Burgundy World

What a difference a year makes

Looking for Les Clous
Published:  March 29, 2009

The other night we opened another 2000 Monthelie les Clous from Daniel Buisson-Dupont, friends gathered. Quite a change from the first time we had it a year ago, this time full of power, thick and full. Why the difference? Well, a few possibilities.

First, the food last Friday was delicious, grilled chicken with apricot and Basmati rice with a thick apricot jus, followed by some cheese. Also, we had served a lighter Savigny-Les-Beaunes to kick off with, so perhaps the contrast of styles had something to do with it. Moreover, this particular bottle had been cellared in Burgundy, rather than in Paris, and had lots of time to get up to room temperature. But most of all, wine is a living creation, it evolves, and a year can be just enough to bring about radical improvement. A- now. What exactly is it that gives it such a high mark?

Well, poets, writers and wine critics have sat up all night trying to describe what makes their favourite wines so good for years, and maybe one night I'll try too. I certainly remember my first big Burgundy hit, a Morey-Saint Denis village, served in a well-known restaurant in Chagny, between Chalon sur Saone and Beaune. It was so startling that I spent the entire lunch quite silent, holding each mouthful for as long as I could, flavours dancing, darting, sparkling and shooting, followed by a feeling of gentle warmth, a lucidity.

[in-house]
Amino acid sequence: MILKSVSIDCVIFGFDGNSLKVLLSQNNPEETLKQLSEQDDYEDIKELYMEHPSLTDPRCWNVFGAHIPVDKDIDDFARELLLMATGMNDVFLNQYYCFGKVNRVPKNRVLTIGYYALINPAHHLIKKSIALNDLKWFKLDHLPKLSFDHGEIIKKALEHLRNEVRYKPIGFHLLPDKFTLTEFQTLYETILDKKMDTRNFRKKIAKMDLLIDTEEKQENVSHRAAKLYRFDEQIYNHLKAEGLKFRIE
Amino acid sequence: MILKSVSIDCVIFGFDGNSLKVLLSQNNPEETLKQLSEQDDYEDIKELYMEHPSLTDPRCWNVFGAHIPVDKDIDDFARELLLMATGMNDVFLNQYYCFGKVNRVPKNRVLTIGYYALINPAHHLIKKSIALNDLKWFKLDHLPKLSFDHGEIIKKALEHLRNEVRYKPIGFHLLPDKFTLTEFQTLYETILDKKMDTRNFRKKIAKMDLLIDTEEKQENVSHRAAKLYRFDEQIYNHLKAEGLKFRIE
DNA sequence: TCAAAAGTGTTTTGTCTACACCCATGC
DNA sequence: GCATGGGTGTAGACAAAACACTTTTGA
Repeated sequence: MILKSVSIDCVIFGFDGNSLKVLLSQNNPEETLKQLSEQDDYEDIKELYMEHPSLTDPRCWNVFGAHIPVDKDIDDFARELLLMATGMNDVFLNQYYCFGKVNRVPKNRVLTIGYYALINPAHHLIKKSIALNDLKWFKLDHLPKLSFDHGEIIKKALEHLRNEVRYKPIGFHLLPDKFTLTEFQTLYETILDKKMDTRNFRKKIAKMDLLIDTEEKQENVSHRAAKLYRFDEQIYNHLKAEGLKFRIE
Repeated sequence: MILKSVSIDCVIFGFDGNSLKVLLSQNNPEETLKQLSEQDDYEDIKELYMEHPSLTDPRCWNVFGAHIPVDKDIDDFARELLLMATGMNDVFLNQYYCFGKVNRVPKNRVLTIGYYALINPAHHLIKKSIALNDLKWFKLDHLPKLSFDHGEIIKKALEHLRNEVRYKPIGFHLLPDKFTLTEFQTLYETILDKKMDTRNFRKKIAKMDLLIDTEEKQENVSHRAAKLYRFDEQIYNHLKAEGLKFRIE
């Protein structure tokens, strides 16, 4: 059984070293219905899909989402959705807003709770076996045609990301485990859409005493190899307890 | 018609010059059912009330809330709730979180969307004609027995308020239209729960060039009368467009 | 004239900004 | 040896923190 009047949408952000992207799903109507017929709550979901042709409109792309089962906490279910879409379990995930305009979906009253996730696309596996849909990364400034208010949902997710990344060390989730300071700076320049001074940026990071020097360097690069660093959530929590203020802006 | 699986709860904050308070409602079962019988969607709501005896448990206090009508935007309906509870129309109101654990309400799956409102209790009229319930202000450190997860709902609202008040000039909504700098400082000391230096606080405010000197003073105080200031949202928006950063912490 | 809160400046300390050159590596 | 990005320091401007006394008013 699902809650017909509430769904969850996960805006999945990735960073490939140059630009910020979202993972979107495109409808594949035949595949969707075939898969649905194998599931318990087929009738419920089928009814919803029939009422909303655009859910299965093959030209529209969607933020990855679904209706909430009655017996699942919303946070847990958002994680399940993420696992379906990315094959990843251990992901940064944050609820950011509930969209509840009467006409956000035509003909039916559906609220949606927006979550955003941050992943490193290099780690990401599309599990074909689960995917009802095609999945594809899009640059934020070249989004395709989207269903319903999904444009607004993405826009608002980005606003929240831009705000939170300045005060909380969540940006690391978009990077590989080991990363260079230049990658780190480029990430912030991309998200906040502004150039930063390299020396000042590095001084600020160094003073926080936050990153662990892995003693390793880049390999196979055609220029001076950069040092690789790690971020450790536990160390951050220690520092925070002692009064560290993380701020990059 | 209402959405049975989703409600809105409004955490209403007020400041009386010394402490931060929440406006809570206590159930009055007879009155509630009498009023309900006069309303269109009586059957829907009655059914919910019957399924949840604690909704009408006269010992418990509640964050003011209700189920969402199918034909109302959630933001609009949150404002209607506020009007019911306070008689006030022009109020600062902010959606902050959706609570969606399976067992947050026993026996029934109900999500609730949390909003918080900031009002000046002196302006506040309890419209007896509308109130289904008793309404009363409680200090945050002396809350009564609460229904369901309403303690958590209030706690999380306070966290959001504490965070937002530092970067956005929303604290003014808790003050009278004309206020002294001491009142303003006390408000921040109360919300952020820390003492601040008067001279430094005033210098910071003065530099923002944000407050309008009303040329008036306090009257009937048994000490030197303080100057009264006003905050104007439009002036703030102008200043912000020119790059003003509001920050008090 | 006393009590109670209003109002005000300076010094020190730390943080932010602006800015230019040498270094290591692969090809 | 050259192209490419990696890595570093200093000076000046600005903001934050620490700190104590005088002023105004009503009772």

This Monthelie was perhaps not quite at that level, but then again, maybe it was better, because after all, I know burgundies much better now, and so this could have been a disappointment. It wasn't. Jammy someone might say, or would that be like a smoothie? Either way, full, consistent, not a weakness in it, not an airpocket or slightly off-moment, like a hint of bitterness or imbalance. Long, wide, tall, thick, and as smoothe as petals.

Voila. Not all night, but it will have to do. By the way, don't forget my wine blog; just looking back at some older articles on it, not bad. I particularly like the one about tea. Yes, tea. Ever wonder where putting milk in your tea came from? Well, find out here.

©RJ Doyle 2009


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